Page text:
The National Academy of Sciences has endorsed a controversial $3 billion program to decipher all of the genes in the human body, according to a report released yesterday. The project has generated widespread debate in the biomedical research community.

Battle for control of the project has begun between the National Institutes of Health (NIH) and the Energy Department (DOE), which has taken the initiative and proposed to move the so-called genome project into two of its national laboratories.

The academy does not determine who should run the research. To produce the study, it has asked Congress to approve an additional $200 million annually for 15 years for biomedical research, a 3 percent increase.

Congress has been considering the genome project and, in December, appropriated $17.4 million to the NIH and $10 million to the DOE to begin technology development and pilot projects this year.

Completion of a map of all human genes would be "a fundamental advance" with benefits in many areas of medicine and biology, said Dr. Bruce M. Alberts of the University of California at San Francisco, chairman of the academy's National Resource Council committee, which issued the report recommending the project.

Such a map would advance scientists' understanding of how specific gene defects produce diseases such as cancer and would aid diagnosis and treatment of such inherited disorders as cystic fibrosis and familial Alzheimer's disease, said Dr. Victor A. McKusick, professor of medical genetics at Johns Hopkins University Medical School, another panelist.

McKusick said it could also lead to development of tests to predict whether an individual is genetically predisposed to developing such conditions as cancer, heart disease, hypertension or diabetes.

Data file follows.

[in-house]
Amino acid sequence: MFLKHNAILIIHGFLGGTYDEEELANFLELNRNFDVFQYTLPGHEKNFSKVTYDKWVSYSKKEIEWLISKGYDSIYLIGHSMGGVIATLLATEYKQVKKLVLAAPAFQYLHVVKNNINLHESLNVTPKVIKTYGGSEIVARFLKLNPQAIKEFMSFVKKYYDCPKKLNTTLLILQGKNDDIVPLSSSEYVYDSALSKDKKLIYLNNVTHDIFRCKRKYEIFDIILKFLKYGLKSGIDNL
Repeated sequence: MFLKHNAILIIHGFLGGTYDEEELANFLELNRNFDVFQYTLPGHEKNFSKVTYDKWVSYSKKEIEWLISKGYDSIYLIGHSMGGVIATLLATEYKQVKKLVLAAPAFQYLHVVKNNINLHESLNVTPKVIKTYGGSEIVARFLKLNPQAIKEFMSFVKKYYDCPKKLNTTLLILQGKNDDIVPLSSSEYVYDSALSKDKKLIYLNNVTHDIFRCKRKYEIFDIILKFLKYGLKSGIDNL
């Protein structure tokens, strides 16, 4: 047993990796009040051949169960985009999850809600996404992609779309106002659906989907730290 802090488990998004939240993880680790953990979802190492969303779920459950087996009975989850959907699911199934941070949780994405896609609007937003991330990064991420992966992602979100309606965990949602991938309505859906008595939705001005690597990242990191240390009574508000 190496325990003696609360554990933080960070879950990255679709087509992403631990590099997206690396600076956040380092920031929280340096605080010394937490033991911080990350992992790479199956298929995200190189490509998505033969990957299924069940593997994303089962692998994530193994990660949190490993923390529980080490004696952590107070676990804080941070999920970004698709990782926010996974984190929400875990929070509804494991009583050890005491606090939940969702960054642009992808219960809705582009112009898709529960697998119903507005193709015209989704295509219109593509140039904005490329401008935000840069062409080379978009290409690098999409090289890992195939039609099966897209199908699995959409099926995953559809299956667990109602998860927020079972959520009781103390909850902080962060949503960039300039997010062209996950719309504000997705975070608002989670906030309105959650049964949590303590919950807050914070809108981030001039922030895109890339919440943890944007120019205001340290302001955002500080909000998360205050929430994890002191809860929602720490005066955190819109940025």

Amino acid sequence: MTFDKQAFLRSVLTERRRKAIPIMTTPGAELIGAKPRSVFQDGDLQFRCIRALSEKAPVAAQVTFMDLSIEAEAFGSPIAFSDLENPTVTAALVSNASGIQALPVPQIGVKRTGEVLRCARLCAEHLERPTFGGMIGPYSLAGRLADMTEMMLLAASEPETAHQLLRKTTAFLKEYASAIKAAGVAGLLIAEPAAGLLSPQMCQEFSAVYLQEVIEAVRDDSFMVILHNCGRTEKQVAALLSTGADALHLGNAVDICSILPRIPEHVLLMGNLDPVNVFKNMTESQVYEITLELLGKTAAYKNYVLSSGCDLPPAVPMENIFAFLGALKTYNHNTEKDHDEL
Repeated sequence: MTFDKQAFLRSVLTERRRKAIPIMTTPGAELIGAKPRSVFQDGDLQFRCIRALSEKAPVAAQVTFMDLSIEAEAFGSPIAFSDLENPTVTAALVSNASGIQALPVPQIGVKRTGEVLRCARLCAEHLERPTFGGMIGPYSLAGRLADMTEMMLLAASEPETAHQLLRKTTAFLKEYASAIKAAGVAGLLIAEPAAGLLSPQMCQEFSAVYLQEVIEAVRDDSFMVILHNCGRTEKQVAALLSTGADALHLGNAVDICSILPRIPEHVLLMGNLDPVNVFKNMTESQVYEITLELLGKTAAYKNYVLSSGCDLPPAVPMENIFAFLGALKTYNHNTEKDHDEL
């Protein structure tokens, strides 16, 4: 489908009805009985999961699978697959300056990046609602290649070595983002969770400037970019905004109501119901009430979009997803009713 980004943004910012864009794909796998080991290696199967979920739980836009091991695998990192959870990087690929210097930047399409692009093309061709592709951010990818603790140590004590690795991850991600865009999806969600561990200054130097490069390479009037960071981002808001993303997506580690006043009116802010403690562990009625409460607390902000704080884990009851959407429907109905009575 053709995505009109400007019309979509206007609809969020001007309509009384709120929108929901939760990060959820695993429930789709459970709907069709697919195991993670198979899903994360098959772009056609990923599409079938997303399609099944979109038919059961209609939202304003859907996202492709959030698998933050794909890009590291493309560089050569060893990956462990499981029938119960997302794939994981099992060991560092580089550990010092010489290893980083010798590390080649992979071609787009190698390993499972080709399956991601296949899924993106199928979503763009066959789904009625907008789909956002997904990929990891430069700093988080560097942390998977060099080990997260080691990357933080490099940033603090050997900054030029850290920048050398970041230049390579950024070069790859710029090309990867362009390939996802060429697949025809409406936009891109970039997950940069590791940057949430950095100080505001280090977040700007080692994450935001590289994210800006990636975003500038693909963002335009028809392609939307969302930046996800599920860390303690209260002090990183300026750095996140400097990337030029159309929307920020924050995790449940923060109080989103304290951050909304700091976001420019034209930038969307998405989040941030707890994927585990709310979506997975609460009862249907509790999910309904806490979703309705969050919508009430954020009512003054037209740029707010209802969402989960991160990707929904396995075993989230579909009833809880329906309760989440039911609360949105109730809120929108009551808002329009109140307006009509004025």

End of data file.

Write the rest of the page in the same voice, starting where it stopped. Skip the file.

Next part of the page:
"We needed to make a statement" about the importance of this research "just as we did with AIDS," Alberts said.

Each of the 10 trillion cells in the human body contains about 100,000 individual genes that determine such physical characteristics as height or eye color. Genes are encoded by the chemical deoxyribonucleic acid, DNA, which in turn has about 3 billion subunits.

The proposed project would determine the identity, position and function of the 100,000 genes and eventually determine the order of the subunits.

Since each human differs from another human by about one of every 1,000 subunits and since DNA samples used to produce the map would come from many human donors, the result would be a "representative map" rather than a record of any individual's genes, Alberts said.

"We're talking about a genetic data base like a dictionary" to which scientists could refer, he said.

To manage such a huge project, the academy's committee said it envisions a centralized facility to provide genetic material to be analyzed and to manage and make available the incoming data.

Individual research labs would compete to perform the analysis. A scientific advisory board would be appointed to help determine that the individual projects were done properly and produced useful data.

Proponents have said the huge amount of genetic information gained from the research is expected to speed understanding of basic human biology and evolution, since the genetic makeup of animals also is to be analyzed for comparison with human genes.

Opponents in the biological community have expressed concern that a huge project would divert funding from other equally important research. The academy specifically recommended new appropriations to support this research as a way of overcoming this objection.

The Energy Department originally became involved in studying chromosome damage as a means of understanding the effects of radiation upon the body. DOE laboratories at Los Alamos, N.M., and Livermore, Calif., are conducting gene research.

In addition, a computer at Los Alamos is the repository of Genbank, a data bank that cooperates with a similar facility in West Germany to record findings of gene sequences as they are published.